Moving to Tuscany

  • Jul. 17th, 2009 at 8:10 AM
honeyelle: (new dawn/new beginning)
4.10pm (Brisbane); 8.10am (Tuscany)

Four days is probably the longest I've been without writing up our Europe adventures. Last time I said I was going to go to the beach on Wednesday. Well, we did go to the beach, but I did no writing or reading. We met a Canadian couple, Tyler and Candice, who were on their honeymoon. (Although, why they're calling it their honeymoon, I don't know; they travel overseas once a year.) We sat under umbrellas and chatted for several hours. They gave us their email address and Dad gave them his website (which now means I have to go home and update it very quickly) with contact details and a drawing he'd done of a clock tower in one of the Cinque Terra towns.

Mum really wanted to use the paddle boats that were mention on Hotel Pasquale's website. We hired one for an hour and it had a slide on the back. I think Mum liked the paddle boats the most. Dad lost his sunnies going down the slide, too; we left part of our family at the bottom of the Cinque Terre beach.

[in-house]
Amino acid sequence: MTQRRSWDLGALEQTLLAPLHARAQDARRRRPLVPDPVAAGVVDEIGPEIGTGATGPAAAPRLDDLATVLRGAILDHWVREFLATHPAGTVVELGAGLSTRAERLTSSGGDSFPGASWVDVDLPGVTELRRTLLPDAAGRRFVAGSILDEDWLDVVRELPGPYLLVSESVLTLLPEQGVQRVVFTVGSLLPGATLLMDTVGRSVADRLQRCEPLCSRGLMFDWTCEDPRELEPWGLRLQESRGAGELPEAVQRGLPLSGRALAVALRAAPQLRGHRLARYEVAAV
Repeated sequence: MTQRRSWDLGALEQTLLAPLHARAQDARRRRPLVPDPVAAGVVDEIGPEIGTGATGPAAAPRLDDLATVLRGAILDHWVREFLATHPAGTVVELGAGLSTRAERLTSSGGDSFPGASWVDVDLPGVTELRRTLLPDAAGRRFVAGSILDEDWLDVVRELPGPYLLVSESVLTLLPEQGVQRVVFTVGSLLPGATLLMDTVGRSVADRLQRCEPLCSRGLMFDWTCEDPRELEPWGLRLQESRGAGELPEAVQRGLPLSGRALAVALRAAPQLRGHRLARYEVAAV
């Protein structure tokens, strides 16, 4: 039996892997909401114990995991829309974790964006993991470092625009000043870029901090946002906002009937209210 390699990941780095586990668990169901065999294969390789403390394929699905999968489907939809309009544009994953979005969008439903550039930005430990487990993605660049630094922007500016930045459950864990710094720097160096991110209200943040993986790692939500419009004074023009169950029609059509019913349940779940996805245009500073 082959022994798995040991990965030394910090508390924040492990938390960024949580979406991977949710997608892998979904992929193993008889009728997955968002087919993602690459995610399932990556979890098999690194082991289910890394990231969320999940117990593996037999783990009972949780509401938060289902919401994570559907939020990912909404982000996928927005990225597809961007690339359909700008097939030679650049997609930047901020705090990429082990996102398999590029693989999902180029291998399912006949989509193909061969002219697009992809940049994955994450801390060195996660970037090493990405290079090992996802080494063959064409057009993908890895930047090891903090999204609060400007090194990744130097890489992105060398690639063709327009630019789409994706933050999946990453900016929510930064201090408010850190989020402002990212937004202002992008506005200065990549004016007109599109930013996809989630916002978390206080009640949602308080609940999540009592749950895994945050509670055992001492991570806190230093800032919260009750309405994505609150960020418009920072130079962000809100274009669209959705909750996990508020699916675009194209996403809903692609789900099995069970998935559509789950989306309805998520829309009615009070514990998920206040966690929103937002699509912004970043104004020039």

The next day, Wednesday 15 June, was another moving day. There were no strikes and we didn't have to catch any taxis. For a moving day, that's pretty good. I don't remember much of the day – as I think I've mentioned, I fall asleep on transport, anyway.

When we arrived at the accommodation (oh, wait, we did have to catch a taxi to the place we're staying), we stepped out and were nearly knocked down. The heat was awful. The heat is like an Australian summer; that isn't a fun heat. They showed us the 'apartment' we're staying in. Well, you can read my TripAdvisor review: there's no air-con, the flies are everywhere, the food costs a fortune, there's no easy access to transport with the accommodation taking us to train stations and such.

It shocked us. It's not what we expected.